After Germany was defeated, consideration was given to using poisonous gas on Japanese forces in the Pacific in order to bring the war swiftly to an end. However, the joint chiefs never recommended its use to the President. Personal and institutional distaste for chemical warfare among military men probably played a major role. The military view that gas was an insidious and dishonourable weapon did not necessarily mean that all military decision makers agreed with President Roosevelt that the use of gas had been “outlawed by the general opinion of civilized mankind.” But some did. President Roosevelt’s statement would, in any event, have been a hurdle to overcome even though his death left any final decision to President Truman.
The United States did not use gas warfare in Korea although authority to do so was requested by some of their commanders in the field. US preparedness was greater than that of the North Koreans or mainland Chinese, and the gas was thought by some to be useful in flushing the enemy out of entrenched positions. When the North Koreans accused United States forces in Korea of germ warfare, American representatives denied the charges, maintaining that such warfare was abhorrent. Although not decisive, American failure to use gas in Korea and their defence against the germ warfare charge are evidence that they believed the use of poison gas and germ warfare to be wrong.
During the period between the Korean and Vietnam conflicts, Wisconsin’s Democrat Congressman Kastenmeier precipated a debate on the use of chemical and biological warfare by introducing a draft concurrent resolution which would have reaffirmed the longstanding policy of the United States that in the event of war the United States shall under no circumstances resort to the use of biological weapons or the use of poisonous or obnoxious gases unless they are first used by their enemies.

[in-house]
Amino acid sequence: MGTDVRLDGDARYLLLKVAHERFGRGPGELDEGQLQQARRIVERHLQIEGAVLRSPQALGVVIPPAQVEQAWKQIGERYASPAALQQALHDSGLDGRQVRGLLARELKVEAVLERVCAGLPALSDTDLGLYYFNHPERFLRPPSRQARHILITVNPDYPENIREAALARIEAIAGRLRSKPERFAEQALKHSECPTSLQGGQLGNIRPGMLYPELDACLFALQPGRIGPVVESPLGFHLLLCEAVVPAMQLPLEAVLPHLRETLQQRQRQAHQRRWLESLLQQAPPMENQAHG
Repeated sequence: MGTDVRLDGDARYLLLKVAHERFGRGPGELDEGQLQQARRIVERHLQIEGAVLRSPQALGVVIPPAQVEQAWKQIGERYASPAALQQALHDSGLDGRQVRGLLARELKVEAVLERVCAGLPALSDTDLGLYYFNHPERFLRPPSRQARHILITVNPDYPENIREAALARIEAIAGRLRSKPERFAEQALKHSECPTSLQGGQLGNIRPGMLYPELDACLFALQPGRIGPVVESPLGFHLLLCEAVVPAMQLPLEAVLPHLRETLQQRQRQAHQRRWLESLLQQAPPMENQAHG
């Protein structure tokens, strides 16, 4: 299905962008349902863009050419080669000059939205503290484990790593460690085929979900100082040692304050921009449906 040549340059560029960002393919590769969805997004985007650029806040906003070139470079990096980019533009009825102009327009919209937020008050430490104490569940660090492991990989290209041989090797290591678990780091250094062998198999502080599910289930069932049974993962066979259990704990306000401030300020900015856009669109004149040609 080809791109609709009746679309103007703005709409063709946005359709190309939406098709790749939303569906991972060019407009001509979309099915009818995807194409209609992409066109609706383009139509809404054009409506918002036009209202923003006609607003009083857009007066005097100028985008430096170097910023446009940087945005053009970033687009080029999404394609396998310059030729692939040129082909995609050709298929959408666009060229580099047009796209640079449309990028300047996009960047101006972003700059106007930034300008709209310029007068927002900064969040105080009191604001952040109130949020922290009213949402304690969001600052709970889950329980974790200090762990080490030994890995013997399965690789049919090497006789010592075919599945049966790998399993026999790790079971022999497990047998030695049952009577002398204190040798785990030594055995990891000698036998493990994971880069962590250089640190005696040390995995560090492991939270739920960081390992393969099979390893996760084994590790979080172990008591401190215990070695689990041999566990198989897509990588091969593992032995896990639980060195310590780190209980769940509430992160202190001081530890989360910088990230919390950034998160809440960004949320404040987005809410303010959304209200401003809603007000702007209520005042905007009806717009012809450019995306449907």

Congressman Kastenmeier deduced from public statements and articles that the Defence Department was attempting to relax policy strictures on chemical and biological warfare.When asked whether his administration was contemplating changing United States policy against initial use of chemical and biological weapons, President Eisenhower said that “no official suggestion has been made to me, and so far as my own instinct is concerned, it is not to start such a thing first.”
Fast forwarding to the Vietnam War, in replying to Communist charges of violation of the Geneva Protocol , United States representatives excepted tear gases and herbicides from the provisions of the protocol, thus implying a conviction that they had to observe those provisions. Similarly, Secretary Rusk insisted that the US were not “embarking upon gas warfare in Vietnam …. We are not talking about gas that is prohibited by the Geneva Convention of 1925 or any other understandings about the use of gas.” In other words they were splitting hairs.
In 1966, the United States sponsored and voted for a United Nations General Assembly resolution which called for “strict observance by all states of the principles and objectives of the Protocol” and condemned “all actions contrary to those objectives.”
A United States delegate stated that “while the United States is not a party to the Protocol, we support the worthy objectives which it seeks to achieve.” Following this resolution, the State Department took the view that, by voting for the resolution, “the United States reaffirmed its long-standing support for the principles and objectives of the Protocol.” In this view, the “basic rule” set forth in the protocol “has been so widely accepted over a long period of time that it is now considered to form a part of customary international law.”